Article

Thu Aug 07, 2008 9:48 am

Hey there guys!!

I recently wrote an article for an outdoor wesite focused on hunting. I typically write one or two a month. This artice is about "vintage" tractors used for food plots and to not overlook them. Planting food plots is huge business now a days. You can not open a hunting magazine or watch an outdoor program on the tube without seeing an advertisement for food plot seed, equipement, or accessories. I wanted to let everyone know that you do not need a new tractor or an ATV that costs in excess of $10,000 to plant your dream food plot.

Thanks to you guys here, I was able to accomplish my land management goals and have a BLAST doing it on my CUB!! I never knew how much fun it could be owning a cub and I wanted to share with others my exerience and to not overlook the tractors of days gone by!


Thanks again guys!!
Lyle

Re: Article

Thu Aug 07, 2008 10:05 am

That sounds great, Lyle. Can you post a copy here or perhaps refer us to the journal article? I am sure we would enjoy reading it. Dan

Re: Article

Thu Aug 07, 2008 10:09 am

Sure thing....Here it is...
Hope you guys like it and that I did the old tractors justice!! This article has not yet been published so you get to see it first!



Vintage Iron on a hot summer day.
Don’t overlook the tractors of days gone by! By: Lyle Hindman


There is something about that distinctive sound of the muffler cap lightly tapping the muffler that takes me back to a time where a good day’s work meant something. It is 8 a.m. on this mid summer Saturday morning as I walk out to my 1948 Farmall Cub tractor. The morning dew evident on my boots as I wipe the seat with my forearm trying not to spill my coffee. I climb aboard, pull the chock and fire up the 6 volt generator that starts up ole’ “Tilly”. Tink, tink, tink, the muffler cap lightly sings……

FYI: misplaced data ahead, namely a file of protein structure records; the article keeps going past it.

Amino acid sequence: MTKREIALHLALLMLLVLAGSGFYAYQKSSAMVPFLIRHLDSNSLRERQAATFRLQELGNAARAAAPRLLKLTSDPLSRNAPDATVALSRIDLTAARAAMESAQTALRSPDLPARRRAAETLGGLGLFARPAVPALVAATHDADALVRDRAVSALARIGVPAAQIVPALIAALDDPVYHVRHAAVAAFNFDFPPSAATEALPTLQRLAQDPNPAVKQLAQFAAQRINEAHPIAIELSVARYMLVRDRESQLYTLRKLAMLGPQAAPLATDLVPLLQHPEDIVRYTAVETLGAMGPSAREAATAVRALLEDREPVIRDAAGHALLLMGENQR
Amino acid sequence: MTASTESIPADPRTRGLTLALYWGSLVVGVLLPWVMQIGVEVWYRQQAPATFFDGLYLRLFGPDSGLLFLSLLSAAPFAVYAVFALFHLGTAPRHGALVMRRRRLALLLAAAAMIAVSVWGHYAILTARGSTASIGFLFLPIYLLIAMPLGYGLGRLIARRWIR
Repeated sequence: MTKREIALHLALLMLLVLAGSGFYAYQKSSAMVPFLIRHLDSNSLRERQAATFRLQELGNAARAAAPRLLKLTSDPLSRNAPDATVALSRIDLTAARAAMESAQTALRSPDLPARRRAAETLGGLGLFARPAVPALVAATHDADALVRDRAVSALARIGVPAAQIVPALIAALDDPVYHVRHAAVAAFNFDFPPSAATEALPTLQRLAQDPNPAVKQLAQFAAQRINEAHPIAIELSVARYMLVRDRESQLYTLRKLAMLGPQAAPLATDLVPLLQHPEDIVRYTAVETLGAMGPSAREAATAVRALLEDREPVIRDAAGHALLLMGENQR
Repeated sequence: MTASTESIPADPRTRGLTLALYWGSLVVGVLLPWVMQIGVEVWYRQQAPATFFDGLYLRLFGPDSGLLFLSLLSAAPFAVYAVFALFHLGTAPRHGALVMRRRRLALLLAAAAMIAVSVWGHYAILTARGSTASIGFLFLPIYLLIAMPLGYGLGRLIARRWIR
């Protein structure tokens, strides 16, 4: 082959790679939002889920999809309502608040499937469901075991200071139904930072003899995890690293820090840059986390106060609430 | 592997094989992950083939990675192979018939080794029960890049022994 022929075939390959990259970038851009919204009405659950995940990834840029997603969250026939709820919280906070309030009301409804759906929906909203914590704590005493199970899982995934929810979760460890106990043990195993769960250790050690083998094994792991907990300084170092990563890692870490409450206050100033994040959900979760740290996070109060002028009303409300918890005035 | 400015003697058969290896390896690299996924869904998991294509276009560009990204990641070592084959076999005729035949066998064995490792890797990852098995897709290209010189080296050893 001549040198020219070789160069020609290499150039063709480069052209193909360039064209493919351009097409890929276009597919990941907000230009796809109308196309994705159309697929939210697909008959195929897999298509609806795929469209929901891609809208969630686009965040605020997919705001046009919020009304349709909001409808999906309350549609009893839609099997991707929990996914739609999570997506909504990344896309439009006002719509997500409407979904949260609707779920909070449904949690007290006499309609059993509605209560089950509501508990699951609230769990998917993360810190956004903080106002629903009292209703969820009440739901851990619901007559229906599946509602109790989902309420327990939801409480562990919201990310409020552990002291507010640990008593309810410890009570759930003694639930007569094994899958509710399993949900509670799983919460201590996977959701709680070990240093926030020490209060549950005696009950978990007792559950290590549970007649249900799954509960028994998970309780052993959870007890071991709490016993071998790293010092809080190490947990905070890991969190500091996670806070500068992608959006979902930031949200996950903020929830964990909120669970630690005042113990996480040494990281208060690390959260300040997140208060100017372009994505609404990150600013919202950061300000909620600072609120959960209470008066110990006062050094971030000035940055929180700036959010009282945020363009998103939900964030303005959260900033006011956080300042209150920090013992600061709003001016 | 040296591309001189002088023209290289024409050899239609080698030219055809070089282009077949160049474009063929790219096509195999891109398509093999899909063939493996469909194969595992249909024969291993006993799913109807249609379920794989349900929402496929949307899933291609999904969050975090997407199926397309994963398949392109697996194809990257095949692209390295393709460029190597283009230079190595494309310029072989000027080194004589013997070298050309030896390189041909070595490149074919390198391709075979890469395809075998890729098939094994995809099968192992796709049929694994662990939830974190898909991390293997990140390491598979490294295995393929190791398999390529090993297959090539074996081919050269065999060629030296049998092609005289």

As food plotting popularity grows, so does the industry. I have witnessed the craze of the food plotting evolution in every hunting magazine, outdoor TV show, and hunting video. There are countless companies that advertise various seed blends, food plot equipment, and accessories that were not visible 5 to 10 years ago. With the increasing popularity of planting food plots on the rise, you can surely count on big business being right there to capitalize.

I am one of the little guys, just like everyone else I guess. The average consumer with a family who’s already bursting budget just does not allow for a new tractor or ATV that can cost in excess of $10,000! If you are in this majority as I am, then you know the feeling. Like most of you, I do not have any friends or family in the farming business or know anyone that has the equipment I need to help me accomplish my management goals. I spent years with the ole’ rototiller and hand rake working the soil on my little piece of “heaven” putting in food plots, year after year, with countless blisters an calluses’ to show for it! I decided that something needed to be done.

Looking at various options to help me with this task, I had all about given up. I searched local papers, internet classifieds, and even local auctions looking for a used ATV that could handle this job. They were all well out of my price range and averaging $3500 to $4000. The thought of owning a tractor, the king of all plotting machines, I thought was well out of my reach! Boy was I wrong! My search ended when I stumbled upon a 1948 International Farmall Cub for $1300.00, in which I proudly named “Tilly”!!